Travel: My Dubai

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    The garden of the Sheraton Jumeira Beach hotel resembles an oasis in the desert. Green grass and palm trees create a luxurious atmosphere and the cool sea breeze adds to the pleasant feeling. In fact this is a double oasis, both in terms of the sand desert and the brick and concrete ‘desert’ surrounding the hotel garden. The coastal front here at the Jumeira beach in Dubai reminds me of the Atlantic wall at the Belgian coast, but the buildings here are at least twice as high and with space between each and every one of them. Between those very high-rise buildings and the sea there is not only a white sandy beach, but also a winding walkway with low-rise restaurants with all kinds of food and shops, so there is more air, making it a pleasant place to stroll away from the crowds. The shops sell many luxury items but it was a surprise to realize that fur coats are popular ladies in the desert.

    Dubai is a place to visit in spring or autumn, when temperatures vary between 20 and 35 degrees centigrade, leading to cool mornings and evenings, with nice warm, still not too hot middays. Avoid the summer because then it is really too hot here, with midday temperatures easily climbing above 40 to 45 degrees centigrade in the shade.

    There are many attractions in Dubai and taxis are not very expensive. The Burj Khalifa, the tallest building in the world at over 800 metres high (2.5 times higher than the Eiffel tower) is the city’s landmark. ‘Normal’ skyscrapers, at more than 100 metres high, are dwarfed by it. Around the Burj Khalifa there is an immense shopping centre with an aquarium, an ice skating ring and 1,200 shops. Next to the many restaurants there also is a huge food court where you can dine outside with a view of the Burj Khalifa.

    In between the Dubai Mall and the tallest building in the world, there is an artificial lake with surely the greatest musical fountain show on earth. The water is propelled up to more than 50 metres high. Even though the fountains are ten metres away, a gust of wind can soak you. Around the lake there is a pleasant walkway and many restaurants with stunning views on the spectacle and the giant tower. In the middle there is a traditional style bridge allowing you to pass over the lake from one side to the other. We went go back to the Burj

    Khalifa and his surroundings, if only for my son to try the A380 flight simulator.

    It is remarkable how the city of Dubai continues to advance in terms of modernity and efficiency. We took the sky train from the Jumeira Lakes, where our hotel was located, all the way to the old centre of the city. Deira, with its many souks, is a big contrast whether for commerce or for living with the new high rise quarters or the artificial islands that have made the city so famous worldwide over recent years.

    Here, alongside the creek, there is a bustling harbour where small boats (dhows) unload all kinds of goods – air conditioners, refrigerators, micro-wave ovens unloaded for sale to locals. The souks themselves are still very traditional. Lots of herbs, clothing, shoes, scarves, or souvenirs are on sale. Haggle (having first converted into your own currency) and you will see that it is very good value for money. You can stroll a bit along the creek, but better to cross on a local boat to the other side and discover another part of Deira – it’s also a pleasant experience on a basic but very efficient wooden boat – for a quarter (US) you can simply relax and enjoy the quality slow time. Embrace the scenery, the atmosphere and the other boats passing by. Occasionally a far larger ship will pass by on the creek and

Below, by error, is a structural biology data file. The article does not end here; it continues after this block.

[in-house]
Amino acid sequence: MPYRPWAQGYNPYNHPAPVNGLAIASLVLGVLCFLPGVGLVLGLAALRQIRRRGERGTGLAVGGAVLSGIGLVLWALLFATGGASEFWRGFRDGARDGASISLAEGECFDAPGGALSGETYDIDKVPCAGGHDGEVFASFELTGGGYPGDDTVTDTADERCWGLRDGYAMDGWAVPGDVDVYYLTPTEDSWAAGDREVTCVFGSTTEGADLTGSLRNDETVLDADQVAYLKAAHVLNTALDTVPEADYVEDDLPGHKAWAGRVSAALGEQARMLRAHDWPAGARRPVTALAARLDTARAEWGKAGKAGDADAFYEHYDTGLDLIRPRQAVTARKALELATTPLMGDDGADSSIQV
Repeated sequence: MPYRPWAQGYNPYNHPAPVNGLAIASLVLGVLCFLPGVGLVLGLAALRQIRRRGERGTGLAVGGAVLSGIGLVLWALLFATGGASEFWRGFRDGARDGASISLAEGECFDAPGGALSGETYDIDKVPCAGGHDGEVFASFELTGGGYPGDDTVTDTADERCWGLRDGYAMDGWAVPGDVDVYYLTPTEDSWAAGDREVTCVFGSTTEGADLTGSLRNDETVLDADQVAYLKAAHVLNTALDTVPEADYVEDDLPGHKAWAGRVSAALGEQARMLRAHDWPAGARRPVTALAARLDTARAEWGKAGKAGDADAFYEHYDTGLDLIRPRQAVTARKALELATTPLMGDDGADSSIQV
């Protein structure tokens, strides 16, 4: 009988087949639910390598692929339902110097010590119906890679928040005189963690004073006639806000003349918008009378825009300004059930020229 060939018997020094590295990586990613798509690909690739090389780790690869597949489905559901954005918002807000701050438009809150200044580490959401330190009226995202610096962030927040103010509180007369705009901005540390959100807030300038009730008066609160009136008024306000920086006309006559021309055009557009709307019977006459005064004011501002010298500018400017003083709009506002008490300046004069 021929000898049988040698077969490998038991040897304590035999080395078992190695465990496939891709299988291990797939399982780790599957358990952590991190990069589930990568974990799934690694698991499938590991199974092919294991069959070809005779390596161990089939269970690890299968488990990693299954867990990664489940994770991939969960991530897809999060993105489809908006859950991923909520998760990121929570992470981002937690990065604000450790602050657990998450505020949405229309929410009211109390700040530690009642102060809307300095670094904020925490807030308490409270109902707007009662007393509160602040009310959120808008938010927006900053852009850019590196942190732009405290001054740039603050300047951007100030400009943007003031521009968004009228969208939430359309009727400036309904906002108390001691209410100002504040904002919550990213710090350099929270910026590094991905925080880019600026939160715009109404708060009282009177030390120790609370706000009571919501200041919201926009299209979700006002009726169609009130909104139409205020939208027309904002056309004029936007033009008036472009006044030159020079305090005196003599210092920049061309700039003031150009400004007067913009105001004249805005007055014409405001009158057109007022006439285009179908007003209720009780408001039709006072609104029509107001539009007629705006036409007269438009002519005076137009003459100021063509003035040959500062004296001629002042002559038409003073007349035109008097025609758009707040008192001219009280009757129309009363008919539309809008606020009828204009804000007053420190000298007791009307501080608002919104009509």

make you realize how big such boats really are or how small a creature we humans are.

    No trip to Dubai is truly complete without a trip through the desert. The sand dunes in the neighbourhood of Hatta are particularly high and nice to visit. In ancient times such trip would have been done by a camel caravan – these days you take an air-conditioned jeep convoy. To our delight, we were taken there in a red Hummer. If you have an experienced driver who knows what he is doing, dune-bashing is great fun for all because there are no abrupt shocks, only smooth but fast gliding over and against the dune tops. In fact, I prefer to call it sand-wave-riding as I do not want to bash anybody or anything. The dunes do not seem to mind at all – they return to their pristine forms in no time with the wind.

    After the dune ride you can continue your trip, camel riding, henna painting, or watching belly dance performance watching whilst eating a buffet dinner in a Bedouin camp surrounded by sand hills. If you like peace and quiet you can even stay there for the night in a tent.

    My last day in Dubai: I enjoyed the beautiful white sandy beach, the clear and calm water, the clean stretch with kilometres of white sand. It is rarely very busy on the beach, so you can walk the length of it and back. On the dyke next to the inlet to the Dubai Marina, you have a clear bird-eye’s view of the entire Jumeira Beach, including its low-rise restaurants and shops, with the high-rise towers in the background.

    That evening my family and I went for a walk around the Dubai Marina or at least part of it. From one of the bridges crossing the Marina there is such a great view of the pleasure-boat harbour.

    Dubai, I will definitely be back, my family too.

    Photo: Al Bastakiya, Dubai by Poco a poco